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Aquaman01

Marine Plywood - what is it and where do I get it?

17 posts in this topic

Hi,
I have some boat modifications to make this year, and they will require marine plywood. What makes marine plywood so marine, and where do I get it?

Thanks,
Rob

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Marine grade plywood is resistant to water and seperation. I believe they use special glues to keep it together.

Most of the lumber yards should carry it. It is used a lot for the floors in bathrooms and such where some resistance to moisture is needed.

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If you call it "marine grade" plywood you would get a better understanding.
No core voids, no knots.
Wood can differ from fir to mahogany to teak. There are different grades and they use a British Standard or BS. Differing grades would be which wood is used, rot resistance, thickness of plys and number of plys.

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Very proud of it. But again you get what you pay for(usually).

I know there was a period not too long ago you could get the stuff here in MN because of the chemicals used to rot/insect infestation. Sounds like that is not longer an issue,

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I paid $47 for 1/2 inch and $63 for 3/4 (special order at Billman's in Duluth) in March of '01 for a boat project. I questioned the need for this over regular treated, but decided to go all out. The surface was very high quality. I think you pay for that as much as the water resistance. Great for hatches, door panels, etc., but wonder if regular treated would be just fine for floor. It takes stain and varnish really nice.

[This message has been edited by Big-Al (edited 01-01-2004).]

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Big Al - which one swelled on the floor - the marine or the regular treated?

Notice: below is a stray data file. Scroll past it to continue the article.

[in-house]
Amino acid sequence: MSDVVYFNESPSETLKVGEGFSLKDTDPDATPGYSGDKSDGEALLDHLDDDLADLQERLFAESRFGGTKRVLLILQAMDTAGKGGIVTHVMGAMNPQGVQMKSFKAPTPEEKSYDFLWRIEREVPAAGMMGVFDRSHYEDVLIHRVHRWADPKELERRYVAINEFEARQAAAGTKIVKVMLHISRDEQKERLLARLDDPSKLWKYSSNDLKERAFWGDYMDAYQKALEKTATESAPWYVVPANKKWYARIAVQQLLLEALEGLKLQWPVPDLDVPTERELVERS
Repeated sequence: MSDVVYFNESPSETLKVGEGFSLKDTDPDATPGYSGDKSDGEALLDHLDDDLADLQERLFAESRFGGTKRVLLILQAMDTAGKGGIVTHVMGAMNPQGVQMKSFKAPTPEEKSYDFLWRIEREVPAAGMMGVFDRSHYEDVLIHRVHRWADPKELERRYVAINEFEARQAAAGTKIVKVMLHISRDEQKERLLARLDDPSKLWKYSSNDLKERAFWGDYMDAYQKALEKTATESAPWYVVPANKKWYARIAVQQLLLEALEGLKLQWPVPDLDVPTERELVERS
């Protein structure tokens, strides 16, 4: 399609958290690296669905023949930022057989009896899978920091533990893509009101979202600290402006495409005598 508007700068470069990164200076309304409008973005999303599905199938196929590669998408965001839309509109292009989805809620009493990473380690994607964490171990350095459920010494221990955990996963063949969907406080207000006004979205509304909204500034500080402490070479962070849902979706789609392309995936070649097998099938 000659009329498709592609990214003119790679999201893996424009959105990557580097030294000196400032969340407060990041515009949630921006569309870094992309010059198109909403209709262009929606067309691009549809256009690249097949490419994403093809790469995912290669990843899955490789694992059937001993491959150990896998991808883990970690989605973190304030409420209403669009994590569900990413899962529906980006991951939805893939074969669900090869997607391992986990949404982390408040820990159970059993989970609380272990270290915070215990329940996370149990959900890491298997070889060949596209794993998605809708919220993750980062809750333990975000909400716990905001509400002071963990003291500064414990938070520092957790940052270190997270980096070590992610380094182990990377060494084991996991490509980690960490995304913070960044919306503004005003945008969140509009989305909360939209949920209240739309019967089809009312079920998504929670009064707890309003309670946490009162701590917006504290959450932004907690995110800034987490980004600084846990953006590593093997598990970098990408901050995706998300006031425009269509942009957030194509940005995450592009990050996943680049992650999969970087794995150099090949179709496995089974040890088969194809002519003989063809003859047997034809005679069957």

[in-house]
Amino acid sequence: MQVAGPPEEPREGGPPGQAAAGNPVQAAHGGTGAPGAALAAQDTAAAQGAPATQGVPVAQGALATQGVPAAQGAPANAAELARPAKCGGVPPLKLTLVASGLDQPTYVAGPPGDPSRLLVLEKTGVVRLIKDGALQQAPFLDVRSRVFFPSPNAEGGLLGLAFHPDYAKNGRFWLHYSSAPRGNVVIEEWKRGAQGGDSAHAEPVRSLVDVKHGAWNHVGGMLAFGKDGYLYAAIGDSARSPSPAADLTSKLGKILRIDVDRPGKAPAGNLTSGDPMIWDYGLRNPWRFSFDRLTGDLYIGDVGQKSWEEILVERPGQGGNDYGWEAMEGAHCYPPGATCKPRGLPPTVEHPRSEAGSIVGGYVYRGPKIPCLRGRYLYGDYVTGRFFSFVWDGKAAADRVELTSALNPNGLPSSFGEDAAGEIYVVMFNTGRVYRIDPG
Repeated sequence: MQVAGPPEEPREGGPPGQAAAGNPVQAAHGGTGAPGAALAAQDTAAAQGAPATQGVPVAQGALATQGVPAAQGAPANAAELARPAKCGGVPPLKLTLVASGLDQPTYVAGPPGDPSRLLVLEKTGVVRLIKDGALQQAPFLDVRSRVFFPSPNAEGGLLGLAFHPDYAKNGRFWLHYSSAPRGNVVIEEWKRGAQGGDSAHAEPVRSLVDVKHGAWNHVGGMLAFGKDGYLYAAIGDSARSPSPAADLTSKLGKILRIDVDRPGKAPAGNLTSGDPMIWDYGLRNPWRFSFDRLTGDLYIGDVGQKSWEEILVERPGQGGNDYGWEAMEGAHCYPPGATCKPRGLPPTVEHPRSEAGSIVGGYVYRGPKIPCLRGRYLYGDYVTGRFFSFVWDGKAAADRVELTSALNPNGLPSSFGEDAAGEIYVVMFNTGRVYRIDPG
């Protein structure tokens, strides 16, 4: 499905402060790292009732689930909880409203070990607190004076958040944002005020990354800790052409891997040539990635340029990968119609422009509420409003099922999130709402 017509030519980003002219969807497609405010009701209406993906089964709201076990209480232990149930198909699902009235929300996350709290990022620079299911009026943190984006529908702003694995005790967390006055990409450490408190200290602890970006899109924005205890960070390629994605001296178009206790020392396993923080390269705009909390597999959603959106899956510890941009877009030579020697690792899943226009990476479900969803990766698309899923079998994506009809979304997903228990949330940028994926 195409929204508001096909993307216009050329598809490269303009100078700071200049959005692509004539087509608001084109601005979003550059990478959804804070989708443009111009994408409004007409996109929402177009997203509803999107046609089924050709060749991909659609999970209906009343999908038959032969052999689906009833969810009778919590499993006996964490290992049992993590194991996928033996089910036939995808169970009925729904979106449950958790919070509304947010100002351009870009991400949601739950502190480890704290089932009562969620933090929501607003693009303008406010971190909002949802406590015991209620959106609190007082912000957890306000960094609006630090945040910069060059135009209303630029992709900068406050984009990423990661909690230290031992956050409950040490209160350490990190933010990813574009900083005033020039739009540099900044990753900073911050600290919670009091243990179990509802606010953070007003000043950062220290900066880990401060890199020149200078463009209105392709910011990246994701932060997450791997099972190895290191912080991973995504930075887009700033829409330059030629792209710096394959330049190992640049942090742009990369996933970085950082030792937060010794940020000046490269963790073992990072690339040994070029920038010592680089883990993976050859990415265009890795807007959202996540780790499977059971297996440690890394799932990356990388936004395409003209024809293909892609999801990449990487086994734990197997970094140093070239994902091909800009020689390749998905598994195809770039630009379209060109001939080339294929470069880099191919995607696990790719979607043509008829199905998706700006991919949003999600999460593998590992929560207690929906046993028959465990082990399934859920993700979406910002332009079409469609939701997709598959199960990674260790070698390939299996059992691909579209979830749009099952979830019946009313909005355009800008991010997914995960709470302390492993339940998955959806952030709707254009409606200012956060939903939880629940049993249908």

I need it for a floor, a couple of bulkheads and some hatches/seating.

Thanks, ya'll -
Rob

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The marine swelled although it was a very small amount, but any amount bothered me seeing as how this is what I had installed as the floor on my boat. It did it just along the very edge that was sitting in direct contact with a damp garage fllor in the spring. I certaily did not expect it.

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The 32+ year old floor I replaced in my Lund was NOT marine plywood, but regular treated. I have had some people tell me (I'm sure no expert) that regular treated may even last longer than marine. Marine has two surfaces that are sandable, stainable and sealable. Because of this I think it has a different treatment process. The leftover pieces that I have discolored and swelled on the edges where they are in contact with my damp garage floor. I didn't like the looks of that.

Do we have an expert out there that really knows the story on this stuff?

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I gutted and rebuilt my boat last summer and used treated lumber instead of the marine grade.

Reason #1, cost.

Reason #2, my boat is always covered and only gets wet if I am fishing in the rain. It also tends to dry out pretty quickly so the plywood isn't wet for very long.